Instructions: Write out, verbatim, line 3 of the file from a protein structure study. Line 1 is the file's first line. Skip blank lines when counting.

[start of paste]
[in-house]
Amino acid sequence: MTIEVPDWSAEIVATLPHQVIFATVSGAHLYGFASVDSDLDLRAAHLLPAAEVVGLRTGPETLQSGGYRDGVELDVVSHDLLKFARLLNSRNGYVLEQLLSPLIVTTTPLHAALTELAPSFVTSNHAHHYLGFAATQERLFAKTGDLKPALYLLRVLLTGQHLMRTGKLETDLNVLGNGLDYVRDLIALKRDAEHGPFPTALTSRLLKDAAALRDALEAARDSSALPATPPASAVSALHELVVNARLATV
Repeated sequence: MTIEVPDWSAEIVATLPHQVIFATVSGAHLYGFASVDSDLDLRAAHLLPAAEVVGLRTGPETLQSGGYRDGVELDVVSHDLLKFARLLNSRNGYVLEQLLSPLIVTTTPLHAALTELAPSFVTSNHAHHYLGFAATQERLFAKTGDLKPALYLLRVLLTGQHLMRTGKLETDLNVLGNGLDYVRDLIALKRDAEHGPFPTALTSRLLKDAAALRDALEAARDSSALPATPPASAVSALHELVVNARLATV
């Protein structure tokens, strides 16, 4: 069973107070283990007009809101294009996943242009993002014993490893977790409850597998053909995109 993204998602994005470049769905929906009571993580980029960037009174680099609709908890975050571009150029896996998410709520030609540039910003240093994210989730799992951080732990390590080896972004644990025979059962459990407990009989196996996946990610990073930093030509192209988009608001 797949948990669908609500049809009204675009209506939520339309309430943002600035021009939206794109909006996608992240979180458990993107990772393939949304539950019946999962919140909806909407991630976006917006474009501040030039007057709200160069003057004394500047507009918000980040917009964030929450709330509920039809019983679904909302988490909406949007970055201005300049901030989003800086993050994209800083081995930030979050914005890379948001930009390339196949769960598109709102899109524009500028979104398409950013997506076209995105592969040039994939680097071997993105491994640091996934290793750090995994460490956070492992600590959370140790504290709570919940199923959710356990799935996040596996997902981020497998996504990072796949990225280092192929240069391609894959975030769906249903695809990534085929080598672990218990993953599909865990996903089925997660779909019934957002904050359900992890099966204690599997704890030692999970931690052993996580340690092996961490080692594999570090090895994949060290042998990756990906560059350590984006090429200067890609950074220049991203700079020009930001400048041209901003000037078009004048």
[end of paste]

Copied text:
Repeated sequence: MTIEVPDWSAEIVATLPHQVIFATVSGAHLYGFASVDSDLDLRAAHLLPAAEVVGLRTGPETLQSGGYRDGVELDVVSHDLLKFARLLNSRNGYVLEQLLSPLIVTTTPLHAALTELAPSFVTSNHAHHYLGFAATQERLFAKTGDLKPALYLLRVLLTGQHLMRTGKLETDLNVLGNGLDYVRDLIALKRDAEHGPFPTALTSRLLKDAAALRDALEAARDSSALPATPPASAVSALHELVVNARLATV